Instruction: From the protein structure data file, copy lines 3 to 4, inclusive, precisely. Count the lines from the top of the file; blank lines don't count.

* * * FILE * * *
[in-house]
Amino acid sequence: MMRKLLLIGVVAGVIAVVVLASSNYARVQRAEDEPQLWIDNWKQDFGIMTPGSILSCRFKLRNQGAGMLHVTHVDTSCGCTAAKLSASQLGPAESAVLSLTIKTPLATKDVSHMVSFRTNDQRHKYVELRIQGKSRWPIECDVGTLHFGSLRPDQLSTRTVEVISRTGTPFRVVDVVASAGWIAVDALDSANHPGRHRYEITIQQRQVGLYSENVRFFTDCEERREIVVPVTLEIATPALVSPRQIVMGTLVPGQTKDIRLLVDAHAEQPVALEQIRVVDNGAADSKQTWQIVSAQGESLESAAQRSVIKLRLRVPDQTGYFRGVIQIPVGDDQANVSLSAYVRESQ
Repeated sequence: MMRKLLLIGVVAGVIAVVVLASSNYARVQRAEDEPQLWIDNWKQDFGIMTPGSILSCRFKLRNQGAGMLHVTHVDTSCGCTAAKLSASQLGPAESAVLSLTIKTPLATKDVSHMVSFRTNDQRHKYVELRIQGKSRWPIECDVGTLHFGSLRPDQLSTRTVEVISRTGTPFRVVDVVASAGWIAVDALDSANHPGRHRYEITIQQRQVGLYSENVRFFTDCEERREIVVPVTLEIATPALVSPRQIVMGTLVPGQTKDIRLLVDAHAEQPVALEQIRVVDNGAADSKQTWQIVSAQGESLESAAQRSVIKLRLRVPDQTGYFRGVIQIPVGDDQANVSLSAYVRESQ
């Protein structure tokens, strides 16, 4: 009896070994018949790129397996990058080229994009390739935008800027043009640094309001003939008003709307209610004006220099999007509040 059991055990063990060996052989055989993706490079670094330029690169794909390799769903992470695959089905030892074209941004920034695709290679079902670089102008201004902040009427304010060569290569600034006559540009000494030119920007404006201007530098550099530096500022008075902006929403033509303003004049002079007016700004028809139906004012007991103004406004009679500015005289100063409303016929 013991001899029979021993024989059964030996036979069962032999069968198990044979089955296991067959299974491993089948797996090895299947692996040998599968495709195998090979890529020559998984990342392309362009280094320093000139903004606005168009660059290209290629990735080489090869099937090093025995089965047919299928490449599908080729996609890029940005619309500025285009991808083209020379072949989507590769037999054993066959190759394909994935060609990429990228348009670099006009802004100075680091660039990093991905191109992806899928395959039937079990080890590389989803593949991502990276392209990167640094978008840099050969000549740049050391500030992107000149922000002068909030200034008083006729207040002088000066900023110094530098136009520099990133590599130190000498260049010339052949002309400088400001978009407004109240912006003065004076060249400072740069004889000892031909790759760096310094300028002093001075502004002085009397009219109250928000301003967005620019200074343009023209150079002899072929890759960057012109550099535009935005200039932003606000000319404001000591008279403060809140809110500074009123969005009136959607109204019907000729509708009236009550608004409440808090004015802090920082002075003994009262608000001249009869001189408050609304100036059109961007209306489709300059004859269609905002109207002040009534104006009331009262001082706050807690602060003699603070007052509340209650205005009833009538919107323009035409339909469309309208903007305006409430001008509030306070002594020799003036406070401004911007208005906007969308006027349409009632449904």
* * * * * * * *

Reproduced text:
Repeated sequence: MMRKLLLIGVVAGVIAVVVLASSNYARVQRAEDEPQLWIDNWKQDFGIMTPGSILSCRFKLRNQGAGMLHVTHVDTSCGCTAAKLSASQLGPAESAVLSLTIKTPLATKDVSHMVSFRTNDQRHKYVELRIQGKSRWPIECDVGTLHFGSLRPDQLSTRTVEVISRTGTPFRVVDVVASAGWIAVDALDSANHPGRHRYEITIQQRQVGLYSENVRFFTDCEERREIVVPVTLEIATPALVSPRQIVMGTLVPGQTKDIRLLVDAHAEQPVALEQIRVVDNGAADSKQTWQIVSAQGESLESAAQRSVIKLRLRVPDQTGYFRGVIQIPVGDDQANVSLSAYVRESQ
């Protein structure tokens, strides 16, 4: 009896070994018949790129397996990058080229994009390739935008800027043009640094309001003939008003709307209610004006220099999007509040 059991055990063990060996052989055989993706490079670094330029690169794909390799769903992470695959089905030892074209941004920034695709290679079902670089102008201004902040009427304010060569290569600034006559540009000494030119920007404006201007530098550099530096500022008075902006929403033509303003004049002079007016700004028809139906004012007991103004406004009679500015005289100063409303016929 013991001899029979021993024989059964030996036979069962032999069968198990044979089955296991067959299974491993089948797996090895299947692996040998599968495709195998090979890529020559998984990342392309362009280094320093000139903004606005168009660059290209290629990735080489090869099937090093025995089965047919299928490449599908080729996609890029940005619309500025285009991808083209020379072949989507590769037999054993066959190759394909994935060609990429990228348009670099006009802004100075680091660039990093991905191109992806899928395959039937079990080890590389989803593949991502990276392209990167640094978008840099050969000549740049050391500030992107000149922000002068909030200034008083006729207040002088000066900023110094530098136009520099990133590599130190000498260049010339052949002309400088400001978009407004109240912006003065004076060249400072740069004889000892031909790759760096310094300028002093001075502004002085009397009219109250928000301003967005620019200074343009023209150079002899072929890759960057012109550099535009935005200039932003606000000319404001000591008279403060809140809110500074009123969005009136959607109204019907000729509708009236009550608004409440808090004015802090920082002075003994009262608000001249009869001189408050609304100036059109961007209306489709300059004859269609905002109207002040009534104006009331009262001082706050807690602060003699603070007052509340209650205005009833009538919107323009035409339909469309309208903007305006409430001008509030306070002594020799003036406070401004911007208005906007969308006027349409009632449904």